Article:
There were two big takeaways from this year’s Producers Guild of America nominations: The 2015 Oscar nominees should include a few major surprises, and screeners are ever so critical during awards season.
The biggest shock was the omission of the Ava DuVernay-directed “Selma” from the PGA’s 10 contenders list. But it turns out that Paramount sent DVD screeners to Academy voters in December, but not to the guilds. The film was also shut out from SAG Awards noms last month, again because voters hadn’t received screeners.
When Oscar moved its awards show a month earlier a decade ago, other kudos events also shifted — meaning studios since then have often run up against deadlines with their year-end openers. Paramount was waiting for final masters while PGA voting was held Dec. 1-Jan. 2. SAG voting was even earlier, Nov. 19-Dec. 8.
The Martin Luther King Jr. drama is one of the frontrunners in this year’s Oscar race and has already received feature nods from critics, the Golden Globes and Spirit Awards, among others. It’s possible “Selma” simply didn’t score enough PGA votes. But the screener factor seems a more likely explanation. It’s hard to avoid a cause-and-effect connection: Screeners were sent out for Warner Bros.’ “American Sniper,” which also opened Dec. 25, and and that film did score a nom.
In 1993 Steven Spielberg declined to make “Schindler’s List” available for screeners, wanting people to see the film on the bigscreen. But times have changed since then, and few filmmakers or studios want to eschew screeners. But timing is always crucial.
Ever since videocassettes were sent out in the late 1980s, execs at the Academy and studios have emphasized that they hope voters will see films on the bigscreen, saying that’s how they were intended to be seen. But voters have increasingly come to rely on screeners to catch up with contenders.
Aside from “Selma,” MIA titles include “Unbroken,” “Interstellar” and “Into the Woods.” But it’s not over yet. Last year, “Philomena” scored an Oscar nom for best picture even though it was ignored by PGA.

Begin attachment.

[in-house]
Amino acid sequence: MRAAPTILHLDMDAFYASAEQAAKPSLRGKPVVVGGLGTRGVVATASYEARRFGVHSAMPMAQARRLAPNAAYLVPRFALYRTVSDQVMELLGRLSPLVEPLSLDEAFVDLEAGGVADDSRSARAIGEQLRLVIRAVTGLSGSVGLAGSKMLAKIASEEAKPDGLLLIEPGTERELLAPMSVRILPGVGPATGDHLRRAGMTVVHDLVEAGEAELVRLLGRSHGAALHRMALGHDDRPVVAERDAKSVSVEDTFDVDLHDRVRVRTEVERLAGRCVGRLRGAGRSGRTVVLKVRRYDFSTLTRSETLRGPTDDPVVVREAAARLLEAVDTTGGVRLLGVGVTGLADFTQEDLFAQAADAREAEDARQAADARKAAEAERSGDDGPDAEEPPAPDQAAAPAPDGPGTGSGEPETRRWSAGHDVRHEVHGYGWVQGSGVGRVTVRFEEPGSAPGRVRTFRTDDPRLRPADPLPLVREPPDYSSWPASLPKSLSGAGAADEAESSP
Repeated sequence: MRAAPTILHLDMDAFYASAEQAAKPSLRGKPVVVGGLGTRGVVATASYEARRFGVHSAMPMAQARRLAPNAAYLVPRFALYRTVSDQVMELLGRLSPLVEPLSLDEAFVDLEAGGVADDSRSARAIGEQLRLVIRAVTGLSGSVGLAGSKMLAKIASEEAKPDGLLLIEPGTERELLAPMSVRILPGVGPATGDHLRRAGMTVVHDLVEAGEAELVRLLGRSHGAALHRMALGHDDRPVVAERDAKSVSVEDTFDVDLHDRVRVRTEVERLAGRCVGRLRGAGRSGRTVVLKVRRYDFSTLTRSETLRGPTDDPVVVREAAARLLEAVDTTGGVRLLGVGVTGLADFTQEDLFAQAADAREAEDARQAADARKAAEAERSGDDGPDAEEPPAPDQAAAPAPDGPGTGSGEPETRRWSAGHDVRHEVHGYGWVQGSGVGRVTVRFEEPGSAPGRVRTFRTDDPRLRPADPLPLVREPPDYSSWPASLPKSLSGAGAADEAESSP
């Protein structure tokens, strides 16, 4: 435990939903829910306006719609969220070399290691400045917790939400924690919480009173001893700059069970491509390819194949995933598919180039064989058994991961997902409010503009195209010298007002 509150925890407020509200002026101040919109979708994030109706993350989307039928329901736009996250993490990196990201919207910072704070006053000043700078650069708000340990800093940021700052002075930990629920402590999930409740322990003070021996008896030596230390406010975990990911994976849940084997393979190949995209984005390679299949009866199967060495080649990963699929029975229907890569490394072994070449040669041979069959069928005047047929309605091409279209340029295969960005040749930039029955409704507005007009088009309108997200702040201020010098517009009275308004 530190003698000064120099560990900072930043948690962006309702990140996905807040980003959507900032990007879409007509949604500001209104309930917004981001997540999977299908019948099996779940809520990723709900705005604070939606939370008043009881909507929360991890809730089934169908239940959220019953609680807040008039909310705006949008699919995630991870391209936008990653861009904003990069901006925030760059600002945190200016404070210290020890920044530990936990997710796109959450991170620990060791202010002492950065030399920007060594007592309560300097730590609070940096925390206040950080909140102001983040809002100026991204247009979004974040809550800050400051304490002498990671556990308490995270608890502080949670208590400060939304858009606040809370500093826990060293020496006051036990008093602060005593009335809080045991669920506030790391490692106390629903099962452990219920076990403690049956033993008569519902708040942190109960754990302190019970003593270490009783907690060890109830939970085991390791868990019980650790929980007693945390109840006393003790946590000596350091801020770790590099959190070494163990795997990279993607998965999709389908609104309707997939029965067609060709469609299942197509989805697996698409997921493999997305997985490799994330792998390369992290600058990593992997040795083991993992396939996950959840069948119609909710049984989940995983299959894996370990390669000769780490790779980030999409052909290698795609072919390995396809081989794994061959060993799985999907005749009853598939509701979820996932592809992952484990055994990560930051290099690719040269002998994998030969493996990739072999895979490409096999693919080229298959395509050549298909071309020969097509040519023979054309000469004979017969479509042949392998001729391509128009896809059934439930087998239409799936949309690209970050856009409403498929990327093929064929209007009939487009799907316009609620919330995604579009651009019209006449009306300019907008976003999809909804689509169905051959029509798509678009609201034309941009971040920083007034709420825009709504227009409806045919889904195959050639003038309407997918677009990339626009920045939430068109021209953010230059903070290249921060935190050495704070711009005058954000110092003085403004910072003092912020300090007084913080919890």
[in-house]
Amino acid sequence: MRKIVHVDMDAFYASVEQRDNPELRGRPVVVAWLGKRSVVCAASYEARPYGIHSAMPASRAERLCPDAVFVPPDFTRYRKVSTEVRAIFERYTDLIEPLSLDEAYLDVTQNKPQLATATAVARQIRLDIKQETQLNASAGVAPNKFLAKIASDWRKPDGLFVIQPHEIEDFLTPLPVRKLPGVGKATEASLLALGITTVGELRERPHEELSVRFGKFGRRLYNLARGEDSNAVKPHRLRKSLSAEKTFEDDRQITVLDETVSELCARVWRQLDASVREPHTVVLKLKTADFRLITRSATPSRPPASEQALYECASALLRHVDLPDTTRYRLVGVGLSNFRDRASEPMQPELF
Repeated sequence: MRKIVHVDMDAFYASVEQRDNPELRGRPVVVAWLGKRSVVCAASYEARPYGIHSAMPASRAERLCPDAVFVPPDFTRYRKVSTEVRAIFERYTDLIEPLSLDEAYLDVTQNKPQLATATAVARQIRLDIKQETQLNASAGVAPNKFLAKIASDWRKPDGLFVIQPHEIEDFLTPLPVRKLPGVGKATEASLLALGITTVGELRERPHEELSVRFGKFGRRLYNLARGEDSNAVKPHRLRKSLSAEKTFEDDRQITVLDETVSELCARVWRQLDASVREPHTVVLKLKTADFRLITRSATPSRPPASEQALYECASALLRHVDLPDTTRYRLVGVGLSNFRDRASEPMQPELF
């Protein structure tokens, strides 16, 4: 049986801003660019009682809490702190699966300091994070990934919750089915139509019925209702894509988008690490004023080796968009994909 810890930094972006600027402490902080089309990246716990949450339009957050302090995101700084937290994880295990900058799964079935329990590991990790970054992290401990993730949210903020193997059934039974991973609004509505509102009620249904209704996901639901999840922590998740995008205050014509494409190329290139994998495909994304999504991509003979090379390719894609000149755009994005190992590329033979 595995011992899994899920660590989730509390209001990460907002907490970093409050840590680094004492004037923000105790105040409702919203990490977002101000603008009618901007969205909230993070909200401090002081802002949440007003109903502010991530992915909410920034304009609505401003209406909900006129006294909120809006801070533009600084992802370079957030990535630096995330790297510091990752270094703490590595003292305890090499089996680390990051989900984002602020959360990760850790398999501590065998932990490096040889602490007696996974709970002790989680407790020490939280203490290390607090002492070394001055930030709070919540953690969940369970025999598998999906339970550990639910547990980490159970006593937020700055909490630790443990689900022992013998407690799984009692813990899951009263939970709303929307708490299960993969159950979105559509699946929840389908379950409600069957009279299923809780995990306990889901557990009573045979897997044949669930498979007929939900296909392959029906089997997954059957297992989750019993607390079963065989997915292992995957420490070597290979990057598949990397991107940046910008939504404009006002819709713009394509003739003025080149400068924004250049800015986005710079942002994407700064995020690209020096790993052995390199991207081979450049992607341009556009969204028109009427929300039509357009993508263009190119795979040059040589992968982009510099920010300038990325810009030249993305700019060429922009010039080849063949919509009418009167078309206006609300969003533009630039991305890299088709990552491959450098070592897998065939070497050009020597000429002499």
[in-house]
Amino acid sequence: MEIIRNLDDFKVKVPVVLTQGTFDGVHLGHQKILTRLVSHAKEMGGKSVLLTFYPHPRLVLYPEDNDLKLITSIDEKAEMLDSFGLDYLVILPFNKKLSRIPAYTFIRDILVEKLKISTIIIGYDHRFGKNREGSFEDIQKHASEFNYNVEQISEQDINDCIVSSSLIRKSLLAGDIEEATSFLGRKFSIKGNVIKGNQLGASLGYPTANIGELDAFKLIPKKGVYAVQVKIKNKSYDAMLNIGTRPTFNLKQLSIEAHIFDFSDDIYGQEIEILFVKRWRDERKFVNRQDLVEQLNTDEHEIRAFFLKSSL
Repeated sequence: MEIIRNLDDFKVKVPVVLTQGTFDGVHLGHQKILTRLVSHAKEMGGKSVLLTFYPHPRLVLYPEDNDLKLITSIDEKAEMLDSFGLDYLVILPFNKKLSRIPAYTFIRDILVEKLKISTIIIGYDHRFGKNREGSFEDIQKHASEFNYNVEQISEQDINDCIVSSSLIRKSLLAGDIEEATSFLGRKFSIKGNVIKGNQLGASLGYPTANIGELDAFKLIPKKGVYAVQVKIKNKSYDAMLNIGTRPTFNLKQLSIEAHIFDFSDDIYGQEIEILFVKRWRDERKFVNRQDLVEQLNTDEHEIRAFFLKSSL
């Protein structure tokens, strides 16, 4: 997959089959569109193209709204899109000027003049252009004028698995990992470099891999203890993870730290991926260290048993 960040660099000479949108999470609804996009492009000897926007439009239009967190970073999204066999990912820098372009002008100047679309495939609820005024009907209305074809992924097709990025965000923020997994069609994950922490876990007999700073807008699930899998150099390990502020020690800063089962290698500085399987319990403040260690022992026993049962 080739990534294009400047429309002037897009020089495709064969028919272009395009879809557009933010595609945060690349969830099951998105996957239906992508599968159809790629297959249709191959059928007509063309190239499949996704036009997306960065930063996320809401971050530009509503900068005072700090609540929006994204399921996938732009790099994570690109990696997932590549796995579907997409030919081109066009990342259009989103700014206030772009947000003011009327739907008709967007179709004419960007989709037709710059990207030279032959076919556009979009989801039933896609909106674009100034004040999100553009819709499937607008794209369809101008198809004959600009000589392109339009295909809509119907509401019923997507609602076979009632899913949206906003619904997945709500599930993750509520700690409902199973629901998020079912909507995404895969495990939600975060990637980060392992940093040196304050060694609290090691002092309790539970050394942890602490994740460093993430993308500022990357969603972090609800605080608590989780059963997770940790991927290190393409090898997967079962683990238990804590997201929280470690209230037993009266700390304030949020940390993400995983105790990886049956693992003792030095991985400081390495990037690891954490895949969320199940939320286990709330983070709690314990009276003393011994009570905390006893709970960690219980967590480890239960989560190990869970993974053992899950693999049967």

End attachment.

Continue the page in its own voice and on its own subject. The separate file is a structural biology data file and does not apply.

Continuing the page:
All those films feature strong artisan work, and that’s always a factor in the Academy Awards, since below-the-line branches account for one-third of Oscar voters (2,067 this year). Oscar ballots are due Jan. 8, with noms announced Jan. 15.
In general, PGA is a good omen for Oscar. Last year, eight of the PGA’s 10 nominees ended up with Academy Award nominations. “12 Years a Slave” and “Gravity” tied for the top prize before Steve McQueen’s slavery drama went on to take best picture at the Oscars. Prior to that, the last six PGA winners won the top prize at the Academy Awards.
Several films got good news Monday, with “Nightcrawler” a key example of the topsy-turvy year in which the alpha dogs and the underdogs have traded places.
Could the Open Road film score an Oscar nomination for best picture? Four months ago, the idea seemed far-fetched. When the film debuted in Toronto, awards talk was tentative and focused on Jake Gyllenhaal and the screenplay by Dan Gilroy (who also directed). But support has persisted and broadened for the film, including nominations for the Producers Guild, Art Directors, SAG and Ace Eddie award from American Cinema Editors. So the answer is yes, it could.
Of course, there were plenty of familiar titles in Monday’s PGA and Art Directors Guild voting, including such frequently cited films as “Birdman,” “Boyhood,” “Foxcatcher,” “The Grand Budapest Hotel,” “The Imitation Game” and “The Theory of Everything.” And Monday’s PGA announcements confirmed that “Whiplash,” “Gone Girl” and “American Sniper” — a quintessential “little” film and two high-profile Hollywood hits — are very much a part of the awards race.